If you are considering divorce, adoption, or any other family law case, you might feel intimidated if you are not familiar with California family law and the court process within the California judicial system.

First, there are two types of cases heard in court: one is “criminal”, and the other is called “civil”. According to the California Courts (Judicial Branch), a criminal case is defined as the following:

A criminal case is a lawsuit brought by the state against a person who has broken a criminal law.  They are usually filed by the district attorney (also called the “DA”), which represents the state, against 1 or more defendants.  Only the state, not another person or company, can bring criminal charges against you. The penalty for being found guilty of a crime is jail or prison time or a fine (or both).”

Civil cases, on the other hand, are a legal fight that does not necessarily involve anyone breaking the law. A person or company can file a suit against another person for actions that result in hurting them financially or physically. But, this is also where California Family Law cases are heard.

Here are the most common cases heard in Civil Court:

  • General Civil Cases – This often involves someone breaching a contract, damaging someone’s property, or physically hurting another.
  • Family Cases – This area includes legal battles involving such things as dissolving a marriage (divorce or annulment), child custody fights between parents, grandparents, or guardians, as well as child support issues.
  • Juvenile Cases – When someone under the age of 18 is involved in breaking the law, the case can be held in juvenile court. However, sometimes a minor could be charged as an adult, and that would be tried in criminal court at that point. It could also pertain to child abuse and neglect situations.
  • Landlord and Tenant Cases – Disputes between a landlord and tenant, such as breaking a lease, are heard in civil court.
  • Small Claims Cases – This is when the damages are $5,000, or less. Having an attorney in the court with you in Small Claims is not allowed. Each party will have to represent themselves.
  • Probate Cases – This area includes concerns of a “will” or “trust” after someone dies, legal conservatorship and guardianships for those who are unable to care for themselves physically or handle their financial matters, changing a name, adoptions, or abuse of the elderly.

So, family law cases are heard in a civil court. However, even with knowing where it will be heard, it’s could still be intimidating if you don’t know what to expect with the process.

 

What to Expect in a California Family Law Court Case

Once you make the decision that you want to go to court, knowing the process before you walk in could help your case. Or, perhaps it’s not your choice to go to court, but realize you’re in the midst of a battle to regain or retain your rights. Either way, if you file a case to be heard in civil court, the process is often including the following steps:

  • Prefiling – With the exception of urgent cases such as abuse or neglect, the prefiling stage requires all parties
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    involved to make a reasonable attempt to resolve the issue without the courts. For example, a custody case will require proof that you have tried to work out an agreement before filing.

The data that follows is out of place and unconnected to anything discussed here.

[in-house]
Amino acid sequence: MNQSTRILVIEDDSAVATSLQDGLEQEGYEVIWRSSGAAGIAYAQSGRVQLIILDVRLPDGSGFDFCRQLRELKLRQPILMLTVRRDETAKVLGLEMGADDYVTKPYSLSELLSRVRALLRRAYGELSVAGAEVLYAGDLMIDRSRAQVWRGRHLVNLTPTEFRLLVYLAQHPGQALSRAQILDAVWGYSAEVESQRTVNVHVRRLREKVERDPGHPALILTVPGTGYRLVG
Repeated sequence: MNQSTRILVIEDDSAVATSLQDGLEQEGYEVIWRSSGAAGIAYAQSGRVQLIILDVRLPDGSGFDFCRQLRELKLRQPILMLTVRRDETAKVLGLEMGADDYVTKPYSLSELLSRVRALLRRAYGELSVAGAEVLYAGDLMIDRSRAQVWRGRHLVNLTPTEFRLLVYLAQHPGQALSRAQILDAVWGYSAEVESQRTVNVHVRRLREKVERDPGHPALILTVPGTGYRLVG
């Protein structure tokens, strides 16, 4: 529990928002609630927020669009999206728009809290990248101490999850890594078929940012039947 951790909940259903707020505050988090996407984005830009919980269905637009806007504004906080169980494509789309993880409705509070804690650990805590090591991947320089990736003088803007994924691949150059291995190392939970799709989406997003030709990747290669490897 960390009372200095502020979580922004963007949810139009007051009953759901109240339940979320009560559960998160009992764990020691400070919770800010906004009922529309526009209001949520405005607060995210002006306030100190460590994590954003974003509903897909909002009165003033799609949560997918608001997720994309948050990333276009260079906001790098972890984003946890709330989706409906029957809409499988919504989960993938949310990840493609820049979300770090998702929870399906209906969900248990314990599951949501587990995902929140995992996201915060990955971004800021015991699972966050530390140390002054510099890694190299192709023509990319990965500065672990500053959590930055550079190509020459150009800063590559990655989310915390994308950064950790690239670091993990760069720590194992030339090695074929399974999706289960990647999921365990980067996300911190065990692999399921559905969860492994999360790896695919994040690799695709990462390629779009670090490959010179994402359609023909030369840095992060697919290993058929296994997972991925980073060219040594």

• Filing – After you fill out all papers to start the court process, you can file. However, the filing party must allow the other party to respond or default.
  • Discovery – Once the other party has responded, there will be a 30-day period when all involved will exchange information they have in the case. Each party will see the weakness and strength of the other side, to best defend themselves.
  • Pretrial – Approximately 90 days prior to the trial starting, this stage starts, and involves meeting before a judge or magistrate. The reason for this stage is to simplify the trial by eliminating things such as frivolous, irrelevant, or false information.
  • Trial – Depending on the case, the number of witnesses, and the amount of evidence, the trial can last anywhere from 1 day to several months. This is where the battle is fought.
  • Post-Trial – The time after the trial ends is the time to file an appeal if you think the judgment is unfair.

Family courts will not force anyone to hire an attorney. However, that would mean that every aspect of the case is handled by you, alone. If you do not have any experience with California law, you could easily get lost in the process. Don’t rely on the judge, or the attorney on the other side of the aisle to help, they cannot.

 

Why Hire a Family Law Attorney in Oceanside, CA

There are several reasons why someone without a law degree, or a more-than-average knowledge of California family law, should hire an attorney to represent them, such as:

  • A licensed California attorney knows the laws of the state, as well as the process, and how the history of certain cases typically go.
  • They could be familiar with the judge you will face. If they know the judge and how they rule in court, that could help to know how to show your case. They could also recommend requesting a jury, due to what they know about the judge.
  • An experienced family law attorney will also know if something that comes up from the other side is fair, or not. And, they will know what should be done to counter the unfair play.
  • A trained attorney also knows how to read juries, and what they need to do to win them over.

All the above information is to help give you an idea of what to expect if you need to go to family court or deal with California family law. And, of course, you will have many more questions to come. Hiring an experienced California family law attorney will be the first step you should take.